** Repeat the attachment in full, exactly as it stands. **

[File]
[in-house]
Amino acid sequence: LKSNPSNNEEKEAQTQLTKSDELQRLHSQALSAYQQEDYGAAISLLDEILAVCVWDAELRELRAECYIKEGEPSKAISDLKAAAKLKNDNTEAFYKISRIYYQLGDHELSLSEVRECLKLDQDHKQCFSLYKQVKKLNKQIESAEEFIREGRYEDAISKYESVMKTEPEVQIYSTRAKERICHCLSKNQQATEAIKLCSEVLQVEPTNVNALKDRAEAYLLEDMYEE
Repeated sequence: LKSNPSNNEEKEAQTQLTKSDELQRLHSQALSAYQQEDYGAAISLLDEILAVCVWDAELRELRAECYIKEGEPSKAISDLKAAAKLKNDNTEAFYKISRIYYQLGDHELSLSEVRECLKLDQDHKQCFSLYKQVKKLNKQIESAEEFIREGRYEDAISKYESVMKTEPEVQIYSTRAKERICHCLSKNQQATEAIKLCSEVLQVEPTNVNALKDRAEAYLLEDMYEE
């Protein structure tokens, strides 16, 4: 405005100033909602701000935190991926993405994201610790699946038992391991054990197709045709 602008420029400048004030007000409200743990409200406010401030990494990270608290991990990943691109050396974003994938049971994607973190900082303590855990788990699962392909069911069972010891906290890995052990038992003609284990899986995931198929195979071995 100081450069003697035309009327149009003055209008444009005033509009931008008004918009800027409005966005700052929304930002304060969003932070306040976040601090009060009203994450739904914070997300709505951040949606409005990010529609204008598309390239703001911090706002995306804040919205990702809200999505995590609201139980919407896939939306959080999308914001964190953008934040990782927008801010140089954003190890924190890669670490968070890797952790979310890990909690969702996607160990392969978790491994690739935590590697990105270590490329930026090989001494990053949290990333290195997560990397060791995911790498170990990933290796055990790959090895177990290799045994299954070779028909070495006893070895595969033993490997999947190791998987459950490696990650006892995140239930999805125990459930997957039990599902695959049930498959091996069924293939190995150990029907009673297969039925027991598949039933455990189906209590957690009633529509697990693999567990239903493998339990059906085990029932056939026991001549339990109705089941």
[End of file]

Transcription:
[in-house]
Amino acid sequence: LKSNPSNNEEKEAQTQLTKSDELQRLHSQALSAYQQEDYGAAISLLDEILAVCVWDAELRELRAECYIKEGEPSKAISDLKAAAKLKNDNTEAFYKISRIYYQLGDHELSLSEVRECLKLDQDHKQCFSLYKQVKKLNKQIESAEEFIREGRYEDAISKYESVMKTEPEVQIYSTRAKERICHCLSKNQQATEAIKLCSEVLQVEPTNVNALKDRAEAYLLEDMYEE
Repeated sequence: LKSNPSNNEEKEAQTQLTKSDELQRLHSQALSAYQQEDYGAAISLLDEILAVCVWDAELRELRAECYIKEGEPSKAISDLKAAAKLKNDNTEAFYKISRIYYQLGDHELSLSEVRECLKLDQDHKQCFSLYKQVKKLNKQIESAEEFIREGRYEDAISKYESVMKTEPEVQIYSTRAKERICHCLSKNQQATEAIKLCSEVLQVEPTNVNALKDRAEAYLLEDMYEE
């Protein structure tokens, strides 16, 4: 405005100033909602701000935190991926993405994201610790699946038992391991054990197709045709 602008420029400048004030007000409200743990409200406010401030990494990270608290991990990943691109050396974003994938049971994607973190900082303590855990788990699962392909069911069972010891906290890995052990038992003609284990899986995931198929195979071995 100081450069003697035309009327149009003055209008444009005033509009931008008004918009800027409005966005700052929304930002304060969003932070306040976040601090009060009203994450739904914070997300709505951040949606409005990010529609204008598309390239703001911090706002995306804040919205990702809200999505995590609201139980919407896939939306959080999308914001964190953008934040990782927008801010140089954003190890924190890669670490968070890797952790979310890990909690969702996607160990392969978790491994690739935590590697990105270590490329930026090989001494990053949290990333290195997560990397060791995911790498170990990933290796055990790959090895177990290799045994299954070779028909070495006893070895595969033993490997999947190791998987459950490696990650006892995140239930999805125990459930997957039990599902695959049930498959091996069924293939190995150990029907009673297969039925027991598949039933455990189906209590957690009633529509697990693999567990239903493998339990059906085990029932056939026991001549339990109705089941």